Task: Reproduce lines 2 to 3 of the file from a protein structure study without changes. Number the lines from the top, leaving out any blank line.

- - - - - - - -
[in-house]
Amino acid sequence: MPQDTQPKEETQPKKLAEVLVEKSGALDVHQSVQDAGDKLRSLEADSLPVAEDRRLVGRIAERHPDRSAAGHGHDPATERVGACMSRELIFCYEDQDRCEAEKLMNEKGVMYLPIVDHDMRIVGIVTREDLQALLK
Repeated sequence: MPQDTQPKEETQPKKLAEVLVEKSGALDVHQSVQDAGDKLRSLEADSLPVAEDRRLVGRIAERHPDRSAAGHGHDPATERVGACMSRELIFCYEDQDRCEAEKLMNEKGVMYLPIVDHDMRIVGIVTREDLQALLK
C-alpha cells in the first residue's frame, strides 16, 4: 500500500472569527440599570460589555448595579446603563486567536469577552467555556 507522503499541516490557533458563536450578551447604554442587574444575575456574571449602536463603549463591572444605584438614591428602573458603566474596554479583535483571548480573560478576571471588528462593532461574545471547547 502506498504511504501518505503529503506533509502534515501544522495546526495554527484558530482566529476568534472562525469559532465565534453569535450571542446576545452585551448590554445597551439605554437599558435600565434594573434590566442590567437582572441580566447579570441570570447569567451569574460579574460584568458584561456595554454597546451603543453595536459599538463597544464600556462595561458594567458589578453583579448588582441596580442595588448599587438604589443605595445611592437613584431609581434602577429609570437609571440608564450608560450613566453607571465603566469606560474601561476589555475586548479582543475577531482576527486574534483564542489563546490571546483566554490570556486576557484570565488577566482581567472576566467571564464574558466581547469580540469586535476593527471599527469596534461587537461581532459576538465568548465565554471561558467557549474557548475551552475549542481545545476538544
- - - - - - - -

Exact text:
Amino acid sequence: MPQDTQPKEETQPKKLAEVLVEKSGALDVHQSVQDAGDKLRSLEADSLPVAEDRRLVGRIAERHPDRSAAGHGHDPATERVGACMSRELIFCYEDQDRCEAEKLMNEKGVMYLPIVDHDMRIVGIVTREDLQALLK
Repeated sequence: MPQDTQPKEETQPKKLAEVLVEKSGALDVHQSVQDAGDKLRSLEADSLPVAEDRRLVGRIAERHPDRSAAGHGHDPATERVGACMSRELIFCYEDQDRCEAEKLMNEKGVMYLPIVDHDMRIVGIVTREDLQALLK